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people with annual adjusted

gross incomes of more than

$100,000 to convert funds

from their tax-deferred indi-

vidual retirement accounts

(IRA) to tax-free Roth IRAs,

as long as they pay upfront

taxes. While this option is not

for everyone, paying tax now

to allow tax-free accumula-

tion in a Roth IRA in perpetu-

ity can maximize the size of

one’s after-tax nest egg.

Beagle then described

a bleak outlook for Social

Security. By 2025, the

number of workers paying

for one retiree’s benefits will

decrease from three to two,

owing to aging baby boomers

and a decreasing U.S. birth

rate. And because people are

living an average of 16 years

longer than the previous

generation, he warned of

the possibility of a substan-

tial increase in taxes and

decrease in benefits. He also

cautioned that future federal

revenue shortfalls mean that

retirees could potentially

receive lower Social Security

benefits than they have been


According to Beagle,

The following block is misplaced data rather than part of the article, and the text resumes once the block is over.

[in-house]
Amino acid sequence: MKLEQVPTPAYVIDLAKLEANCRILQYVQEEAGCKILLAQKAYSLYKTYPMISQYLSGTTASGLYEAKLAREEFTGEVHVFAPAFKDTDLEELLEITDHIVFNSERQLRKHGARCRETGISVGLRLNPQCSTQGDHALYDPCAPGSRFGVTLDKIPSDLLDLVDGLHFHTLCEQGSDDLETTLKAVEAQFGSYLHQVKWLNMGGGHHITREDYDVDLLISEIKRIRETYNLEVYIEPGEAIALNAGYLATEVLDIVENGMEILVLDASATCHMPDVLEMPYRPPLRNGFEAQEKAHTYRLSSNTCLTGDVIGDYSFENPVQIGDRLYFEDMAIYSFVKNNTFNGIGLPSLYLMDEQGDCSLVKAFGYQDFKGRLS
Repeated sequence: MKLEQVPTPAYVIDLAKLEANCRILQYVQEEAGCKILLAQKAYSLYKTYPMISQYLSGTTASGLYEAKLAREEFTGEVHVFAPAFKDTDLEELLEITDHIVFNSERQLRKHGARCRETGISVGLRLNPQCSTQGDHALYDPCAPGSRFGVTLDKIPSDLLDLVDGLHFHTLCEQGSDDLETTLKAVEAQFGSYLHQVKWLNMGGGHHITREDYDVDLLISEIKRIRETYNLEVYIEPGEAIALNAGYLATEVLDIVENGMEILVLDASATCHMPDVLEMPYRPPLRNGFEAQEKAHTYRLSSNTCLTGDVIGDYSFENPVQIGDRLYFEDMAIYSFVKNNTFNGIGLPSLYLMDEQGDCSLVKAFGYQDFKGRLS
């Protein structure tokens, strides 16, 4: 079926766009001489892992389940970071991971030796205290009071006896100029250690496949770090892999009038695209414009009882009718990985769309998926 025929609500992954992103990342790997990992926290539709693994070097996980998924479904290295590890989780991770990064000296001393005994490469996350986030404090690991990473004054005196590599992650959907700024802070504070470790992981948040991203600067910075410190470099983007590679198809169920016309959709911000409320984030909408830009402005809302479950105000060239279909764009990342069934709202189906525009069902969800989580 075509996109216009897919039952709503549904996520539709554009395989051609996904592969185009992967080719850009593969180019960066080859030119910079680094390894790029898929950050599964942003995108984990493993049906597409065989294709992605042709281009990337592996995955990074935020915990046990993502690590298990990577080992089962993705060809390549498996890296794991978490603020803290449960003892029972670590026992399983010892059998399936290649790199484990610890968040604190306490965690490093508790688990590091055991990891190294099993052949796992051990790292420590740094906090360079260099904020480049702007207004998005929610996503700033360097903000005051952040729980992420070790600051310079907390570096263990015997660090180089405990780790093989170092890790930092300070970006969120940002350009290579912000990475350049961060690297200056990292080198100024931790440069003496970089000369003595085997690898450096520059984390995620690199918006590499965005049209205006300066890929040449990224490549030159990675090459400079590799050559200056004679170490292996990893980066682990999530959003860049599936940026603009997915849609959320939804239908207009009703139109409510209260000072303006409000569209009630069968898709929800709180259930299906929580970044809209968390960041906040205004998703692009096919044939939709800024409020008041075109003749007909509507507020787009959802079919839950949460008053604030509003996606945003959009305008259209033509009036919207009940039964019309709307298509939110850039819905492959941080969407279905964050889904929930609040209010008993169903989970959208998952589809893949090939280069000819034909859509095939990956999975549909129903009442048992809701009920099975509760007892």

Social Security’s uncertain

future should prompt every-

one to take every opportu-

Retirement Planning • Continued from page 57

nity to shore up the other

two sources of retirement

income: pensions and per-

sonal savings. For instance,

federal employees’ failure to

contribute at least 5 percent

of their incomes to TSP

has resulted in the Office of

Personnel Management hav-

ing to return more than $1

billion in unused, matching

TSP funds to the government

each year.

He also addressed how to

manage common financial

risks, including volatile mar-

kets, inflation and accessibil-

ity by dividing one’s accu-

mulated wealth into different

“baskets,” and subsequently

diversifying investment

within each.

Speakers took audience

questions for more than an

hour. A wine reception imme-

diately followed the presenta-

tion to allow representatives

from both companies to

mingle with attendees.

To view a video of the full

presentation, go to: www.


—Shannon Mizzi,

Editorial Assistant

What Does the Foreign Service Do?

The American Foreign

Service Association held

its annual Governing Board

retreat on Oct. 6.

During the gathering, par-

ticipants had a brainstorm-


ing session on how best to

describe what it is that the

Foreign Service does. That is,

what sets it apart from other

institutions, and why should

the American people care?

This photo captures a few

of the words that Governing

Board members came up


AFSA President Ambas-

sador Barbara Stephenson

gives her readout of the

takeaways from the retreat

in her President’s Column on page 7. n

—Maria C. Livingston,

Associate Editor